Spider beats snake and then devours it in David and Goliath moment
Have you ever seen a spider beat a snake and then devour it for dinner in a David and Goliath moment? That is exactly what appeared to have happened in Australia when a farmer found a 1-metre long juvenile snake entangled in a web as the daddy long-legs spider was setting about making a meal out of the reptile.
For those who suffer from arachnophobia (fear of spiders) and are told that spiders never hurt anything much larger than themselves, think again – this fearsome snake was several hundred times bigger and heavier than the spider.
If you really want to see the animal kingdom’s version of David and Goliath, you should consider observing daddy-long leg spiders, known in Australia as the fangless, venomless ‘underdog’ of the spider world. To be fair, it does have a venom, which according to the Australian Museum is not particularly powerful.
The victorious Daddy long-legs spider went about securing his prey immediately, and was soon joined by several cousins that spun a web around its tail and head. (Image: Facebook)
Patrick Lees, a farmer in Australia, posted a photograph of the snake prey hanging from the spider’s web on Facebook with the following comment “death by daddy long-legs”.
Mr. Lees, who works at his family-run 10,000-acre farm in Weethalle, in the Central West region of New South Wales, explained that the juvenile snake had been strung up in the spider’s web. He said he’d never in his life seen a snake killed by a spider.
A classic Australian moment
Mr. Lees said:
“When I walked out to the shed, I saw this brown snake strung up by the daddy long-legs in its web. I’d never seen anything like it before.”
“People have this idea that everything in the bush is trying to kill you, but this took it to the next level. I just thought it was a classic Australia moment and had to share it.”
The victorious spider has been joined by several cousins who have come to enjoy the feast, Mr. Lee added, and have spun a web over the reptile’s face and tail.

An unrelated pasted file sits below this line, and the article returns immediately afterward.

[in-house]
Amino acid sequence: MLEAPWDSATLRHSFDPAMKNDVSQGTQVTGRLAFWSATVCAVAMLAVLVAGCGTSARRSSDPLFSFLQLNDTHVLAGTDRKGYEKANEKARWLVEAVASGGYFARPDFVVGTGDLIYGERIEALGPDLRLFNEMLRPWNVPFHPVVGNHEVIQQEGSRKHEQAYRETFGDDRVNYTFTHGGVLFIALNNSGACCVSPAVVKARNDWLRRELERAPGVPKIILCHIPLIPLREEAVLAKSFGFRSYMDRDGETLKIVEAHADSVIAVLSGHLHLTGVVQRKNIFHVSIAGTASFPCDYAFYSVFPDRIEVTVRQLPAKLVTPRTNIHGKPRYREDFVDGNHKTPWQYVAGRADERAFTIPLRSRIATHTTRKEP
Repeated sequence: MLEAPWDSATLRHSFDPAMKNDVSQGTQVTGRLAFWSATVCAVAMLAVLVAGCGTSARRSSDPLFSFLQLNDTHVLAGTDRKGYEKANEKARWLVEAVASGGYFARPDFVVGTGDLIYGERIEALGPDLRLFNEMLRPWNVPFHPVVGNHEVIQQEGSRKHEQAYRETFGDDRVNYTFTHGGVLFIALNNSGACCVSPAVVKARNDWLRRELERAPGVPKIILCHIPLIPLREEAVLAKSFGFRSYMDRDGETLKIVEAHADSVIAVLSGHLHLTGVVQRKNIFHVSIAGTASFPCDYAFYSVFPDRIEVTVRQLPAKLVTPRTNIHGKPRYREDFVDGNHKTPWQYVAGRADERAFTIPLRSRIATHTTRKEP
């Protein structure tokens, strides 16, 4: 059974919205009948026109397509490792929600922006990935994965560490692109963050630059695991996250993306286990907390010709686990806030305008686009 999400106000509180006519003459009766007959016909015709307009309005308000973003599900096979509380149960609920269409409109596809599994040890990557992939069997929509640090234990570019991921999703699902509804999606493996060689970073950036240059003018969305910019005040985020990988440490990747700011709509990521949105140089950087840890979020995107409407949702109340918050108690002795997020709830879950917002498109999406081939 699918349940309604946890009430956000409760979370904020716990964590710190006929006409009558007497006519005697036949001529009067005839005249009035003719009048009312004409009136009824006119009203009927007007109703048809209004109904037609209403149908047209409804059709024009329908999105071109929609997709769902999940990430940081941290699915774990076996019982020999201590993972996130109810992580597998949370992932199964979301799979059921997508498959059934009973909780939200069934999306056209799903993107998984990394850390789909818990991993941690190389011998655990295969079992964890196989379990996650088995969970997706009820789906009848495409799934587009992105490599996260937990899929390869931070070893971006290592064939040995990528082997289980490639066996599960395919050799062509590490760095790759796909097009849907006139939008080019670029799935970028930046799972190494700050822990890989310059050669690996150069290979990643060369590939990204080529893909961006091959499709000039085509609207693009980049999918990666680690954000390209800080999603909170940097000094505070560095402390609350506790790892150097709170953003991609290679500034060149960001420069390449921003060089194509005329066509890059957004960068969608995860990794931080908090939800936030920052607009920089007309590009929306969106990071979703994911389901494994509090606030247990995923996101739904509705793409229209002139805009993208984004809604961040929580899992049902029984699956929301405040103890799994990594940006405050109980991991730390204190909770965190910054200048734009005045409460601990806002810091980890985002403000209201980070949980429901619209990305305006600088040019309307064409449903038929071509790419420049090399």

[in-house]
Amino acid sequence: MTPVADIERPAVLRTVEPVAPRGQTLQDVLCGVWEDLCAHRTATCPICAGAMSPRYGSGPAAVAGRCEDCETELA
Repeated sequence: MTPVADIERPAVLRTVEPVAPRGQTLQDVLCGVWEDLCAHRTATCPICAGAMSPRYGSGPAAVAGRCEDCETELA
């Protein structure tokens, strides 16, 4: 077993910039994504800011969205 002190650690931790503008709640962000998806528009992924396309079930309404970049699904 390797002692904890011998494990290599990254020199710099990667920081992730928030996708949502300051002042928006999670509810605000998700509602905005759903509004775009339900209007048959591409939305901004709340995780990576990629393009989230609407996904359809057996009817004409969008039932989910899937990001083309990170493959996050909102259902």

According to the Australian Museum, Daddy Long-Legs Spiders (Pholcus phalangioides), which were introduced accidentally from Europe, are found throughout Australia. They feed on insects and other spiders (will the museum now add snakes to the list?). (Image: Australian Museum)
Is the spider now a threat?
Mr. Lee wonders whether he and his family will have to be extra careful now that they have spiders on their land that have learned to kill much bigger game.
Mr. Lee said:
“The snake was dead when I found it, but I left it there because I couldn’t take down his trophy.”
“There’s no way to tell whether the daddy long-legs killed it with its venom or just outsmarted it with its web, but it was clearly the winner! It’s certainly not something you see every day!”
The Australian Broadcasting Corporation (ABC) quoted an Australian Museum expert who believes the snake got entangled in the spider’s web before the spider bit it.
Graham Milledge, manager of the museum’s arachnology collections, said:
“The most likely scenario is that the snake got entangled in the spider’s web. Usually what happens then is the spider will try to wrap the snake and then they’ll bite it.”
According to Rachel Austin, who commented on Mr. Lee’s Facebook posting:
“That is not a daddy long leg spider it is similar but the daddy long legs have round bodies. That is a cellar spider it has a slightly longer body.”
“They can kill anything caught in their Web including black widows because the vibrate their Web and it throws the things caught in their Web of balance and confused them allowing them to go in for the kill. It is not known yet if they are more poisonous than black widows or venous snakes but they are definitely smarter.”
The Guinness Book of World Records says the world’s most venomous spider is the Brazilian Wandering Spider (Phoneutria fera). Its venom is so potent that just 0.006 mg (0.00000021 oz) is enough to kill a mouse. (Image: Wikipedia)
Is the Daddy Long-Legs Spider dangerous? No
Many people believe the Daddy long-legs spider has the most potent venom of all spiders. The Australian Museum says there is no scientific evidence to support this. The myth probably started when it was seen killing and eating a Redback spider.
The museum says the spider’s venom is not that potent, not even for insects.
Experts had thought its fangs were not capable of puncturing human skin. However, the tiny fangs (about 0.25mm) did pierce human skin in a test carried out in the US TV show Mythbusters – however, the stinging sensation was mild and very short-lived.
The majority of experts, including those at the University of California, Riverside, say that the Daddy long-legs spider is not considered as harmful to humans.
The Museum adds:
“However, in the unlikely event of a bite from this species, a positive identification of the spider by an expert should be made and medical attention sought if any reaction persists for more than a short time.”
Video – Are Daddy Long-Legs Spiders poisonous?
In this video, Daddy Long-Legs’ venom is injected into a human subject, who clearly experiences no negative effects.